10 relations: Hasmonean royal winter palaces, Jaber, Jamal Naji, Jericho Governorate, Jordan Valley (Middle East), Palestinian refugee camps, Palestinian refugees, The Haj, Vered Yeriho, 1967 Palestinian exodus.
The Hasmonean royal winter palaces are a complex of Hasmonean and Herodian buildings from the Second Temple period, which were discovered in the western plain of Jericho valley, at Tulul Abu al-'Alayiq, near the place where the Roman road connecting Jericho with Jerusalem enters Wadi Qelt.
Jaber is an Arabic name for males and a surname and may refer to.
Jamal Naji (جمال ناجي), (1 November 1954 – 6 May 2018) was a Jordanian author of Palestinian origins.
The Jericho Governorate (محافظة أريحا; נפת יריחו) is one of 16 Governorates of Palestine.
The Jordan Valley (עֵמֶק הַיַרְדֵּן, Emek HaYarden; الغور, Al-Ghor or Al-Ghawr) forms part of the larger Jordan Rift Valley.
Palestinian refugee camps were established after the 1948 Arab–Israeli War to accommodate the Palestinian refugees who fled or were expelled during the 1948 Palestinian exodus.
The term "Palestine refugees" originally referred to both Arabs and Jews whose normal place of residence had been in Mandatory Palestine but were displaced and lost their livelihoods as a result of the 1948 Palestine war.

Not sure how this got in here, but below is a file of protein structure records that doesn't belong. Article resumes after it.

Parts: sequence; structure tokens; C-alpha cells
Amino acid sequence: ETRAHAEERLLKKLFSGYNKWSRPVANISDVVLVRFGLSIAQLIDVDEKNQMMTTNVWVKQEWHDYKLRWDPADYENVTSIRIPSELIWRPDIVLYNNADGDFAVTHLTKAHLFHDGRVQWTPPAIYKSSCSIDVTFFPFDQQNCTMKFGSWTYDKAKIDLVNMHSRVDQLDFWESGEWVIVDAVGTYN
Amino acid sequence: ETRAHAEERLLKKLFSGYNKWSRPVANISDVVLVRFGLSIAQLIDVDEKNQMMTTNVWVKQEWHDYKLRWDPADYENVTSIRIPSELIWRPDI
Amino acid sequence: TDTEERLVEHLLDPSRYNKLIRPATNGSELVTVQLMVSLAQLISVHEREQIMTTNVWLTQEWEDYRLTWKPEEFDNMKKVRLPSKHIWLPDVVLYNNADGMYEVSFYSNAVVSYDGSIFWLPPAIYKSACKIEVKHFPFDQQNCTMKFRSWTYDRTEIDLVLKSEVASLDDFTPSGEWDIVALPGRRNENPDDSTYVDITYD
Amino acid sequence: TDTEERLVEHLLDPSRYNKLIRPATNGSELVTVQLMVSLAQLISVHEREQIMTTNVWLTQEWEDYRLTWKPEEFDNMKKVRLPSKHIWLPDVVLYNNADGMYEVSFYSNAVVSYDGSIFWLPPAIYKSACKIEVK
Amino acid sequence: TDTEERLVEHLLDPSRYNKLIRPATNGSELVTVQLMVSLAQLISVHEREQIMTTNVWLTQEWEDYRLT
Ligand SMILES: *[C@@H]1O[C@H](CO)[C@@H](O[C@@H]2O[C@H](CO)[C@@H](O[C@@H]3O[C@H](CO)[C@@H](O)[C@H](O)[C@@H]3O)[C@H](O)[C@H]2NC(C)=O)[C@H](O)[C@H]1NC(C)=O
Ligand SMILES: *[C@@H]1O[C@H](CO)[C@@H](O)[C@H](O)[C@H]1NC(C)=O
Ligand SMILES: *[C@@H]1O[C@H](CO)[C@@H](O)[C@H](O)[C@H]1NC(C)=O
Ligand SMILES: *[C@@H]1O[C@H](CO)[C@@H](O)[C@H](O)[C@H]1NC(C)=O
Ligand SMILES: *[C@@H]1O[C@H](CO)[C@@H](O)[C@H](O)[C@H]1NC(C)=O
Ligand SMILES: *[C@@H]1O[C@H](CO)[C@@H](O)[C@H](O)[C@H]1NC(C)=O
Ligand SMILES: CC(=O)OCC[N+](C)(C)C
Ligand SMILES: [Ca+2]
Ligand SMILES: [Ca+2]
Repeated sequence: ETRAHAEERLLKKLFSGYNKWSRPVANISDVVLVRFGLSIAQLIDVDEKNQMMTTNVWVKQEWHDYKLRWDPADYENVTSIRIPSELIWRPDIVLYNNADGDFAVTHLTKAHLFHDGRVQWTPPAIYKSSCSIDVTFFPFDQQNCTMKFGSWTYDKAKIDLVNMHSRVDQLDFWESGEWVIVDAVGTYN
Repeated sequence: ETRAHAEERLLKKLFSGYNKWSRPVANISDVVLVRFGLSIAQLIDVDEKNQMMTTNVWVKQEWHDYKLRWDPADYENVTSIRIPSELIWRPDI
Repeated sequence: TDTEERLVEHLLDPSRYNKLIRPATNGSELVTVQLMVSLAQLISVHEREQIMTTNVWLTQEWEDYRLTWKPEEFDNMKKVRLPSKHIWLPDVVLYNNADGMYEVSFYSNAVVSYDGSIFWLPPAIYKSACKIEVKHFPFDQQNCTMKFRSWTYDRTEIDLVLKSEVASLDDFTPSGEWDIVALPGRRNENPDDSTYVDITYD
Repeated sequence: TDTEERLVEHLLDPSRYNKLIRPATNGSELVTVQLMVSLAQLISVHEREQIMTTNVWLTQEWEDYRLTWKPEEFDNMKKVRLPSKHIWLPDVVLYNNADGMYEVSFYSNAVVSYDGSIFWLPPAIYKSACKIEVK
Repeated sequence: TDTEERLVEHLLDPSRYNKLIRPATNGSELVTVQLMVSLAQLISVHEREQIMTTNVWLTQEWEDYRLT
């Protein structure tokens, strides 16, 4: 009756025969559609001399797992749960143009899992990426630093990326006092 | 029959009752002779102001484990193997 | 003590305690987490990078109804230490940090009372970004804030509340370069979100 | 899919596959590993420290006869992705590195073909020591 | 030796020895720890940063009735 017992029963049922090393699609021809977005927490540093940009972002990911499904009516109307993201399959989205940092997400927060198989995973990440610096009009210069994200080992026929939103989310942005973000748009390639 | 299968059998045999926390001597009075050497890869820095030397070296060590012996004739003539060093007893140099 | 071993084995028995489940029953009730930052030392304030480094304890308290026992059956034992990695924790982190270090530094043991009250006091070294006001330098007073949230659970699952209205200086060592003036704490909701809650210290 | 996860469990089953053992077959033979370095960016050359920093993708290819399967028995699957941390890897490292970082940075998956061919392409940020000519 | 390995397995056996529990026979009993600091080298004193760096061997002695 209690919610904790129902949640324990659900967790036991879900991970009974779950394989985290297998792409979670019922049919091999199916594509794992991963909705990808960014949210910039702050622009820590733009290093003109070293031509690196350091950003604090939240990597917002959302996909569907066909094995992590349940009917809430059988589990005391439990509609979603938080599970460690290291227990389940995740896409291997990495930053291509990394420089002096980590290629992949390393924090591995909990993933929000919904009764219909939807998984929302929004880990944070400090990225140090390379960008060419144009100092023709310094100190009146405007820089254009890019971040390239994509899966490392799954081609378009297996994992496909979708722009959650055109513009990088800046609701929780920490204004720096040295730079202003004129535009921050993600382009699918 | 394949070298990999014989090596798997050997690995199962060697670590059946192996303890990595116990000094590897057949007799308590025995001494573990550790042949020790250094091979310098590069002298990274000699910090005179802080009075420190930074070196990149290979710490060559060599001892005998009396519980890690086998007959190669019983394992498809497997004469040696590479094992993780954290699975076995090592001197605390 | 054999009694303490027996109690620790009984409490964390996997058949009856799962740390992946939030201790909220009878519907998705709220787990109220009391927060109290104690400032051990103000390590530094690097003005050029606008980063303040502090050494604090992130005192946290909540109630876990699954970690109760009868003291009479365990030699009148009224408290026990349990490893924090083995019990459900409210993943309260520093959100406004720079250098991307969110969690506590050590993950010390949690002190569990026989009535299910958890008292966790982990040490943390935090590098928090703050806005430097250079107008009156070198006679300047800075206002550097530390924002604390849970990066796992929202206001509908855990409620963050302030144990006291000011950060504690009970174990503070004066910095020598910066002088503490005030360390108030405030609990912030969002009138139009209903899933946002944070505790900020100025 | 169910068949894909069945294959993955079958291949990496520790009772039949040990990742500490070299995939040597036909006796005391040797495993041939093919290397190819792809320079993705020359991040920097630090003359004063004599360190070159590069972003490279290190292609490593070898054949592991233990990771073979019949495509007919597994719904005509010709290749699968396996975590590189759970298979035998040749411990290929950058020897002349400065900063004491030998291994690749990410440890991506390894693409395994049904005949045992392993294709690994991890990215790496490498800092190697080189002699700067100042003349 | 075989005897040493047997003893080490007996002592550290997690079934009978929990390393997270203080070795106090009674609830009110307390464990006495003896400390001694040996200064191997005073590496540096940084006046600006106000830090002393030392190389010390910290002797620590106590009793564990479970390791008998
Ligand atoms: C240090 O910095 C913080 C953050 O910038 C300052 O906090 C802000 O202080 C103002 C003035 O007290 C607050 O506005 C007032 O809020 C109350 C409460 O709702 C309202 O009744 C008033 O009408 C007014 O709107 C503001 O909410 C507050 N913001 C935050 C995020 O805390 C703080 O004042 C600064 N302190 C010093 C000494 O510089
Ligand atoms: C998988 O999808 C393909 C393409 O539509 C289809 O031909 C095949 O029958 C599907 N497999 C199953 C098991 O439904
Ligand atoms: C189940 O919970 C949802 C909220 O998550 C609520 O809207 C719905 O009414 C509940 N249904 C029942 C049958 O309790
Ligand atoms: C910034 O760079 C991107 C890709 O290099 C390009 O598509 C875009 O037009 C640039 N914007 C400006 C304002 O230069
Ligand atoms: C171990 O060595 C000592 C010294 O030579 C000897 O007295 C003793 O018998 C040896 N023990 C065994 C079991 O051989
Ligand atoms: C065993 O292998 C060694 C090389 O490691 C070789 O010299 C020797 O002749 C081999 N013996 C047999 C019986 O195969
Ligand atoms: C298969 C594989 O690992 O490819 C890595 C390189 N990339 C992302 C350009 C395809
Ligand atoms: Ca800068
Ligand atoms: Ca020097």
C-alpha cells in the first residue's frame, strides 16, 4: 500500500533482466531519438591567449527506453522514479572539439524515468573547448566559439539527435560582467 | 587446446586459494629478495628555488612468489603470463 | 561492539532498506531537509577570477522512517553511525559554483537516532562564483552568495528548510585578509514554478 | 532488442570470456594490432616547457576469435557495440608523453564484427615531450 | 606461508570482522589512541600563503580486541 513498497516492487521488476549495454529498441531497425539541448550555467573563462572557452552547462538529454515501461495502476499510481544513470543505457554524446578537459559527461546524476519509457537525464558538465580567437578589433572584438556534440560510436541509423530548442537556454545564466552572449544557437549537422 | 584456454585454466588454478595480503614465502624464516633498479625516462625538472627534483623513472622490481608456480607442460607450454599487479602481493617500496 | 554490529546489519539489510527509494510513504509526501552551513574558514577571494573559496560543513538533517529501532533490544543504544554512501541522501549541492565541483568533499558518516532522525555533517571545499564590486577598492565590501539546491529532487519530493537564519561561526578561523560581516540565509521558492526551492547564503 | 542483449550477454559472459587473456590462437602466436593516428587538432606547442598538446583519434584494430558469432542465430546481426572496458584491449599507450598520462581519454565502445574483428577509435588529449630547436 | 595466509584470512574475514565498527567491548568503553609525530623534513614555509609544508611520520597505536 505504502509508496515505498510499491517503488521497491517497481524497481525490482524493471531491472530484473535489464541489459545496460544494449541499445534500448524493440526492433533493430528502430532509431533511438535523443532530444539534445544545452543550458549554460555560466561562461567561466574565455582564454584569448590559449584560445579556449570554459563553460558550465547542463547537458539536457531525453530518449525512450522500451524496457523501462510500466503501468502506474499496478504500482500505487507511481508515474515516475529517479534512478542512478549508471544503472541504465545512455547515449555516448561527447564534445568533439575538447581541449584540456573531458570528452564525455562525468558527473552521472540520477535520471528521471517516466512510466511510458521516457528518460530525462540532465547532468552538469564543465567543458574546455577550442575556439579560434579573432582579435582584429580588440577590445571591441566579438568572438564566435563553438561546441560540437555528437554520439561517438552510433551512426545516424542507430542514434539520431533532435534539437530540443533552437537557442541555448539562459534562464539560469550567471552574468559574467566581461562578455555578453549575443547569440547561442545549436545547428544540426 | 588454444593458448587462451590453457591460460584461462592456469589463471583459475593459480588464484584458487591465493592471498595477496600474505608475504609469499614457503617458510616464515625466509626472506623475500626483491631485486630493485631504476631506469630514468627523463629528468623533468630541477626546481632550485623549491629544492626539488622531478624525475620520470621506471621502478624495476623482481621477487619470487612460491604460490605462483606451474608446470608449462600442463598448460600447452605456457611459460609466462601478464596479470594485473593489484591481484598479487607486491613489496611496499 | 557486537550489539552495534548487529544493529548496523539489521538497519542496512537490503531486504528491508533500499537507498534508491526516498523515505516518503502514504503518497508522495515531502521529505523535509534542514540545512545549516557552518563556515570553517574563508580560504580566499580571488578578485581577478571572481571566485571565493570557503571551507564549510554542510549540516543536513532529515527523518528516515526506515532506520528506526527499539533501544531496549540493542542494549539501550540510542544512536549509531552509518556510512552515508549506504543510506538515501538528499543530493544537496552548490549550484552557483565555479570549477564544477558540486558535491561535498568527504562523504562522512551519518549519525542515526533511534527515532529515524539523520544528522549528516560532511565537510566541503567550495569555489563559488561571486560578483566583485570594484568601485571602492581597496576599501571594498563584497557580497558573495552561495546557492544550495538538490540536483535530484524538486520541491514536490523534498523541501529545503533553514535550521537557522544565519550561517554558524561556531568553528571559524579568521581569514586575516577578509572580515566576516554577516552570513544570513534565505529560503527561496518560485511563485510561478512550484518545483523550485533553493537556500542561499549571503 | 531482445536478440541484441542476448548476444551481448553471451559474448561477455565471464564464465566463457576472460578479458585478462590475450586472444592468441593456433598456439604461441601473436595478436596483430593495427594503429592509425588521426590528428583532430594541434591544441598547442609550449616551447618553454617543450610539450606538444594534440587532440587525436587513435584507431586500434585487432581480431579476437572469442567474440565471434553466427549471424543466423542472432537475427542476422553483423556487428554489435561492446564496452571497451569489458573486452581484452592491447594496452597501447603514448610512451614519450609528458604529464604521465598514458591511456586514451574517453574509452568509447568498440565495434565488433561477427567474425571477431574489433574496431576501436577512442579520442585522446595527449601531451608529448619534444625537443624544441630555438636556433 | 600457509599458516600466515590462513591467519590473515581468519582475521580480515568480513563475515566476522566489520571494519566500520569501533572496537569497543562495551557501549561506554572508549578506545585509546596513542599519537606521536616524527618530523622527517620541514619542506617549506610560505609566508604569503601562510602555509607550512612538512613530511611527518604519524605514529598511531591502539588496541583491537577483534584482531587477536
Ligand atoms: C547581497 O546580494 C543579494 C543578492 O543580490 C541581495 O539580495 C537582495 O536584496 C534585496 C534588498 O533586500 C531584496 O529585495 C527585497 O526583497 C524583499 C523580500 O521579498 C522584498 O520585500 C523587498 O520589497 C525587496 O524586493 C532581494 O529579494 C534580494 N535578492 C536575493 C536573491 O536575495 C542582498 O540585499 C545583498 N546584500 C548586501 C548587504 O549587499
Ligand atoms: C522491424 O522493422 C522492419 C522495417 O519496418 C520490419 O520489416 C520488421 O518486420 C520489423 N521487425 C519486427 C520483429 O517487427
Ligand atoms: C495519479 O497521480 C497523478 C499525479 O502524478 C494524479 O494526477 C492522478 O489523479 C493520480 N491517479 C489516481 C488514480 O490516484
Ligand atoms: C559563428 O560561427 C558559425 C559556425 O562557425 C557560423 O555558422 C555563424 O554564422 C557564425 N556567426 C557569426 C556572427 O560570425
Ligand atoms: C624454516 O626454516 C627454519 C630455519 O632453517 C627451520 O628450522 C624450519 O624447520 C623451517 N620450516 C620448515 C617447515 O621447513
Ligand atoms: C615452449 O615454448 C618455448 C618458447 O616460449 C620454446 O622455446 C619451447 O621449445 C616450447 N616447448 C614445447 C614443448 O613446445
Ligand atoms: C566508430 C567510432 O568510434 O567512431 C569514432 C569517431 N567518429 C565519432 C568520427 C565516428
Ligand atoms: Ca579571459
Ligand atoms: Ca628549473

The Haj is a novel published in 1984 by American author Leon Uris about a Palestinian Arab family caught up in the area's historic events of the 1920s–1950s as witnessed by Ishmael, the youngest son.
Vered Yeriho (וֶרֶד יְרִיחוֹ, lit. Rose of Jericho) is a moshav and Israeli settlement in the West Bank.
The 1967 Palestinian exodus refers to the flight of around 280,000 to 325,000 Palestinians out of the territories captured by Israel during and in the aftermath of the Six-Day War, including the demolition of the Palestinian villages of Imwas, Yalo, and Bayt Nuba, Surit, Beit Awwa, Beit Mirsem, Shuyukh, Al-Jiftlik, Agarith and Huseirat and the "emptying" of the refugee camps of Aqabat Jaber and ʿEin as-Sultan.